of the relatives of the accused or of
the slain girl was present.
"How do you feel?" Alfred Gold
stein. one of Reagucr's attorneys,
asked him.
"Well—you know—nervous, of
course." the defendant replied, with
a smile and a shrug. He was well
groomed and only his hands betrayed
his inner feelings. Many times during
the trial Reaguer had broken down
and wept uncontrollably, and only
yesterday, during arguments to the
jury, he burst into tears.
Reaguer Walks Out Calmly.
As the jury foreman announced the
verdict Reaguer turned to his attor
neys and asked what was said. At
their response he nodded his head,
without changing expression, and
walked calmly from the court room,
in custody of a deputy marshal.
The double defense of insanity and
drunkenness had been urged by his at
torneys. James A. O'Shea. Goldstein
and Burnette Miller. At their request,
the judge had instructed the jury tc
return a verdict of not guilty because
of insanity if they found Reaguer un
able to distinguish between right and
wrong or unable to resist the wrong.
If they concluded he was so drunk at
the time he almost decapitated Mrs.
Wood that he was unable to entertain
a deliberate intent, the judge said.
they could not convict him of more
than second-degree murder.
Yesterday afternoon, after the case
had gone to the jury. Reaguer enter
tainer himself in his court house cell
by playing cards with his guards.
Early today, it was said, ne appeared
about to break, but soon got himself
under control.
The body of Mrs. Wood, who only
17 days before her death had married
Herbert R. Wood, a Virginia highway
employe, was found just before dawn
in a downtown hotel room. Reaguer,
who had slashed one of his own wrists
and deeply cut his arm with the same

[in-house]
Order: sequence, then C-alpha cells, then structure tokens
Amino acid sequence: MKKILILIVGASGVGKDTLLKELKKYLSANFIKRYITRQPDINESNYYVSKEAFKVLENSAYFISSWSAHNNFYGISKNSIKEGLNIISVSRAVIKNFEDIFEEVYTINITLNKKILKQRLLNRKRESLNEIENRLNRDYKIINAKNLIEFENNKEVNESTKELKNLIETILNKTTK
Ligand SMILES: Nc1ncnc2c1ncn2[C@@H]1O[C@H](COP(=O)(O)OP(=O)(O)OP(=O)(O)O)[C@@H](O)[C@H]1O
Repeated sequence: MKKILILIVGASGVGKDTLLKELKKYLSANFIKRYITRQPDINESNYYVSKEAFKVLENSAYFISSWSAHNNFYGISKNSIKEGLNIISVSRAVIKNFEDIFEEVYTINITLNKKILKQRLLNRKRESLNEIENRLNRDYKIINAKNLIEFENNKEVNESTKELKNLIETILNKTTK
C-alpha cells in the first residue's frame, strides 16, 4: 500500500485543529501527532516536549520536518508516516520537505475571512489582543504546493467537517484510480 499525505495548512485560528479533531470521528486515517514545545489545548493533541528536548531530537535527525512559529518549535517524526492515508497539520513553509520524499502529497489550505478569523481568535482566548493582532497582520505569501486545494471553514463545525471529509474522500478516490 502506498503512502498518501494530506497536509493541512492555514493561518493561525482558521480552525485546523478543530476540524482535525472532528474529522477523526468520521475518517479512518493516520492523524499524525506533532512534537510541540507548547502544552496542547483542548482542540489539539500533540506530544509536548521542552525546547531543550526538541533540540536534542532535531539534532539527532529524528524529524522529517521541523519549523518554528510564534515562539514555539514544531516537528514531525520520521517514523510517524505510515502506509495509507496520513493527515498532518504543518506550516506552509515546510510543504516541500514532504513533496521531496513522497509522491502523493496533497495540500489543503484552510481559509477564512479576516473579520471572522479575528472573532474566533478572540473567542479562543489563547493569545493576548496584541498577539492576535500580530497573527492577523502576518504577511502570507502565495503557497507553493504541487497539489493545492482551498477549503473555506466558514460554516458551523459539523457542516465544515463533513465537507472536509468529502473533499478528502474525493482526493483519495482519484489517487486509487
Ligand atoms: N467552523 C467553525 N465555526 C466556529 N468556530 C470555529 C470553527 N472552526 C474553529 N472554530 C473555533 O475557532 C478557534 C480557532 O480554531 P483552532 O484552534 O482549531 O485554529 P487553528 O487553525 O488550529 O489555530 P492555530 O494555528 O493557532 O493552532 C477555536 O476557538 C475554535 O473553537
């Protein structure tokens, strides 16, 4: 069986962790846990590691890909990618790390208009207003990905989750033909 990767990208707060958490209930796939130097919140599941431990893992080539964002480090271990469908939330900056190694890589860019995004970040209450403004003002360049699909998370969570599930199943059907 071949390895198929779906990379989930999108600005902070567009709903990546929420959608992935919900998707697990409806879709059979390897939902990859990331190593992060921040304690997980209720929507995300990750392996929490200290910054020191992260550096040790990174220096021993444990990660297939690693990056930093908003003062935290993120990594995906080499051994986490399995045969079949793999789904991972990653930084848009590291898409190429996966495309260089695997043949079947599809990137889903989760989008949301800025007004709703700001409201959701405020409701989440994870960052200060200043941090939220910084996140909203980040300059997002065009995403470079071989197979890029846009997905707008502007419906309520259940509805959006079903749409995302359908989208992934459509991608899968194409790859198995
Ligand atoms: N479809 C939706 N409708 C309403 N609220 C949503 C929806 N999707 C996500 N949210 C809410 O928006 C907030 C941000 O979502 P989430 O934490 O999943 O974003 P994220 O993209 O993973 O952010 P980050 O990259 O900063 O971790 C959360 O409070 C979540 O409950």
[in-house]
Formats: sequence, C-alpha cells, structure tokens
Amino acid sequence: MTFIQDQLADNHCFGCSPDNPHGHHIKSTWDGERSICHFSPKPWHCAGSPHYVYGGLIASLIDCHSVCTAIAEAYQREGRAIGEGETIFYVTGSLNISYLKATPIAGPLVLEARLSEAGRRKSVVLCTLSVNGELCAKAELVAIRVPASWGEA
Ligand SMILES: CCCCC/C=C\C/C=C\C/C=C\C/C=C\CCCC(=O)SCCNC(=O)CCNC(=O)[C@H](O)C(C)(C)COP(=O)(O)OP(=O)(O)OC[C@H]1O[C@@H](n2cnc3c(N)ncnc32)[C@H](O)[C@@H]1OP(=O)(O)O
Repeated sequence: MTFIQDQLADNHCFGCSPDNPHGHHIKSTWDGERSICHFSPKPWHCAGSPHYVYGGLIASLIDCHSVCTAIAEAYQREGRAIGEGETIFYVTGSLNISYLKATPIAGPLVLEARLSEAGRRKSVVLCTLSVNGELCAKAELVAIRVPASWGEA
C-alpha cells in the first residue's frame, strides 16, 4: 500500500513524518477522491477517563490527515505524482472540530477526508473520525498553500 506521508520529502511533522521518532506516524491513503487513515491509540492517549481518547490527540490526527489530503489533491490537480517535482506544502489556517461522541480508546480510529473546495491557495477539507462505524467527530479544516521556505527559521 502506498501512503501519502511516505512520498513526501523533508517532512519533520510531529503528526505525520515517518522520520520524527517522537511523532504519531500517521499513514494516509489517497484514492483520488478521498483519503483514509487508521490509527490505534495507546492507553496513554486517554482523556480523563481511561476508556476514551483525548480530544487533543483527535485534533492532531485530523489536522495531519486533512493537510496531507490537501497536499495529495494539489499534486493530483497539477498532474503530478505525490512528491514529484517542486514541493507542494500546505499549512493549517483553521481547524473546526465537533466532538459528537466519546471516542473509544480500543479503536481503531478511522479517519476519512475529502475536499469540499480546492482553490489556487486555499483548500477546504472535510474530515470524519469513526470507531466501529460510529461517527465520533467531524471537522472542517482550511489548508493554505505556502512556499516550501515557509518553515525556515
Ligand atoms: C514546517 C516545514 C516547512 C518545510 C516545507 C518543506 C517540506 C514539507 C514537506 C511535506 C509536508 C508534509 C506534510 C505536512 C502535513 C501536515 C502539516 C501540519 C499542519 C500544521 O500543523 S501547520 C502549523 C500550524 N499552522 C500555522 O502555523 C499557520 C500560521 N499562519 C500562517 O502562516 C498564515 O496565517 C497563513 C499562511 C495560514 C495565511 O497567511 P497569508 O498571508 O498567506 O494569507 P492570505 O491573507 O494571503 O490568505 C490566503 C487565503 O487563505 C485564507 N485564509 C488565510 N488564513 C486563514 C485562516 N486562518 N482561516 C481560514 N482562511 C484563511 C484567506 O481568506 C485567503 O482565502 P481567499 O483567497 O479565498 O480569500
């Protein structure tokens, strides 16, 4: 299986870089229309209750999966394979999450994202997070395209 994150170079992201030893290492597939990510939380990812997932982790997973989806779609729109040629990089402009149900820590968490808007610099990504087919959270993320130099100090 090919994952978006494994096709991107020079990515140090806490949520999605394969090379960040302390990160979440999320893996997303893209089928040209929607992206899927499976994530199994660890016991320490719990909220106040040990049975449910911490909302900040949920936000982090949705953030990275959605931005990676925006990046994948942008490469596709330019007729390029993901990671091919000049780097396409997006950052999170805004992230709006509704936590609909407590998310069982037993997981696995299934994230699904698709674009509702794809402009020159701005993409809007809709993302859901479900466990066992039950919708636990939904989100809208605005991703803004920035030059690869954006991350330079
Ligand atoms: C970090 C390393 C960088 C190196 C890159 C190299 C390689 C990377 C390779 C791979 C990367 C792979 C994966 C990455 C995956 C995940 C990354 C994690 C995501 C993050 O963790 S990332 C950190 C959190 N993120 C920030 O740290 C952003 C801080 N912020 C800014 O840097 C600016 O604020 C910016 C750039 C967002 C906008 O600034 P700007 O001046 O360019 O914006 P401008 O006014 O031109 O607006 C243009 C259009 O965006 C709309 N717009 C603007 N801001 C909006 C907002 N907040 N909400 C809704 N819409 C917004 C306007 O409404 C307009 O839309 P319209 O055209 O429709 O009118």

knife used on her, was lying across
the girl's lifeless form
"Double-Crossing” Charged.
A Government witness quoted him
as saying: "This woman double-crossed
me. but she won’t double-cross any
one else.”
Assistant United States Attorneys
Irvin Goldstein and Cecil Heflin argued
to the jury that jealousy over Mrs.
Wood’s recent marriage caused
Reaguer, her suitor since she was 15
or 16. to slay her.
The principal forensic fireworks ol
the nine-day trial occurred yesterday
in the closing addresses by Chief De
fense Counsel O'Shea and Assistant
United States Attorney Goldstein, who
demanded the death penalty in an
impassioned appeal
“The wraith of Willie Mae Wood
stands behind me,” he shouted, “one
arm pointed at the defendant and with
eyes turned toward you. demanding
the vengeance of the law.”
Roundly condemning the defense for
(See REAGUERTPage~A~6.)
ROOSEVELT BACKS
FOOD AND DRUG BILL
Hopes New Law Can Be Enacted.
Reiterates Desire for Ship
Subsidy Measure.
By the Associated Press.
President Roosevelt said today he
was still hopeful that a new pure
food and drug law would be enacted
by Congress.
He also reiterated a hope that a
direct ship subsidy bill be passed
before adjournment. Both statements
were given in response to questions
at his semi-weekly press conference.
The Senate passed a food and drug
bill last session to replace the 30
year-old existing law, but the House
has never taken any action.
After months of study and dis
agreement, the Senate Commerce
Committee two weeks ago reported a
ship subsidy measure providing icr
grants to shipping lines and ship
building companies to make up the